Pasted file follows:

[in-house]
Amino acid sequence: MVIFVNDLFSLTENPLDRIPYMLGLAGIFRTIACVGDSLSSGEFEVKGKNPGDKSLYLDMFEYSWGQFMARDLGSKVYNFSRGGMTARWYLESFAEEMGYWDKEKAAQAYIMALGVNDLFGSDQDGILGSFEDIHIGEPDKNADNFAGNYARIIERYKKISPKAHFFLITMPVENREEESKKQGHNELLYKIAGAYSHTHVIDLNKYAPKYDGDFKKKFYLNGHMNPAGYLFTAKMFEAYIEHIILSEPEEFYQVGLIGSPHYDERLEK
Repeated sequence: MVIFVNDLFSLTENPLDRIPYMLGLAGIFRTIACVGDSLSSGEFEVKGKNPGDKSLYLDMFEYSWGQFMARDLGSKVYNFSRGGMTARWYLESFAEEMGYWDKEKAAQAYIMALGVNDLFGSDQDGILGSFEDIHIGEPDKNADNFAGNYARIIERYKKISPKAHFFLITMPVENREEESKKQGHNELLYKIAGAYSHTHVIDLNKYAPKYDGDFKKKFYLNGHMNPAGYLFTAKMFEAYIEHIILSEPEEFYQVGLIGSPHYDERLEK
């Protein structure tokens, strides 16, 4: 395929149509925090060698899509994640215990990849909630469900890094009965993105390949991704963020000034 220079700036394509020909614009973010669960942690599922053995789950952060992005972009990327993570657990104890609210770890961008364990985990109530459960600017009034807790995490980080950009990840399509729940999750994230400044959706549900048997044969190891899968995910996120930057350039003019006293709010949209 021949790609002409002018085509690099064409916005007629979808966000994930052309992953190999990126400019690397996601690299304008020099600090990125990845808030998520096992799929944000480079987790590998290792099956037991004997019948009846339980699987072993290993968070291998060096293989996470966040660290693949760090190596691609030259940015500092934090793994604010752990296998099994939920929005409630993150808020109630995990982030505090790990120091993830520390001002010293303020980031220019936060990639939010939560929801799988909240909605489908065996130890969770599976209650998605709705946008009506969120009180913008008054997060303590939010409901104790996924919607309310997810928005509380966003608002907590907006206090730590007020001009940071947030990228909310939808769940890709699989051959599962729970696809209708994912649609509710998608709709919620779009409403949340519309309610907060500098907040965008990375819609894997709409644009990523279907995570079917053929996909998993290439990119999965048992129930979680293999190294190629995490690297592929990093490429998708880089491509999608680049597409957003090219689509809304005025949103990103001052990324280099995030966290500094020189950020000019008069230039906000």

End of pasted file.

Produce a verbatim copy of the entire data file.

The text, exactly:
[in-house]
Amino acid sequence: MVIFVNDLFSLTENPLDRIPYMLGLAGIFRTIACVGDSLSSGEFEVKGKNPGDKSLYLDMFEYSWGQFMARDLGSKVYNFSRGGMTARWYLESFAEEMGYWDKEKAAQAYIMALGVNDLFGSDQDGILGSFEDIHIGEPDKNADNFAGNYARIIERYKKISPKAHFFLITMPVENREEESKKQGHNELLYKIAGAYSHTHVIDLNKYAPKYDGDFKKKFYLNGHMNPAGYLFTAKMFEAYIEHIILSEPEEFYQVGLIGSPHYDERLEK
Repeated sequence: MVIFVNDLFSLTENPLDRIPYMLGLAGIFRTIACVGDSLSSGEFEVKGKNPGDKSLYLDMFEYSWGQFMARDLGSKVYNFSRGGMTARWYLESFAEEMGYWDKEKAAQAYIMALGVNDLFGSDQDGILGSFEDIHIGEPDKNADNFAGNYARIIERYKKISPKAHFFLITMPVENREEESKKQGHNELLYKIAGAYSHTHVIDLNKYAPKYDGDFKKKFYLNGHMNPAGYLFTAKMFEAYIEHIILSEPEEFYQVGLIGSPHYDERLEK
């Protein structure tokens, strides 16, 4: 395929149509925090060698899509994640215990990849909630469900890094009965993105390949991704963020000034 220079700036394509020909614009973010669960942690599922053995789950952060992005972009990327993570657990104890609210770890961008364990985990109530459960600017009034807790995490980080950009990840399509729940999750994230400044959706549900048997044969190891899968995910996120930057350039003019006293709010949209 021949790609002409002018085509690099064409916005007629979808966000994930052309992953190999990126400019690397996601690299304008020099600090990125990845808030998520096992799929944000480079987790590998290792099956037991004997019948009846339980699987072993290993968070291998060096293989996470966040660290693949760090190596691609030259940015500092934090793994604010752990296998099994939920929005409630993150808020109630995990982030505090790990120091993830520390001002010293303020980031220019936060990639939010939560929801799988909240909605489908065996130890969770599976209650998605709705946008009506969120009180913008008054997060303590939010409901104790996924919607309310997810928005509380966003608002907590907006206090730590007020001009940071947030990228909310939808769940890709699989051959599962729970696809209708994912649609509710998608709709919620779009409403949340519309309610907060500098907040965008990375819609894997709409644009990523279907995570079917053929996909998993290439990119999965048992129930979680293999190294190629995490690297592929990093490429998708880089491509999608680049597409957003090219689509809304005025949103990103001052990324280099995030966290500094020189950020000019008069230039906000």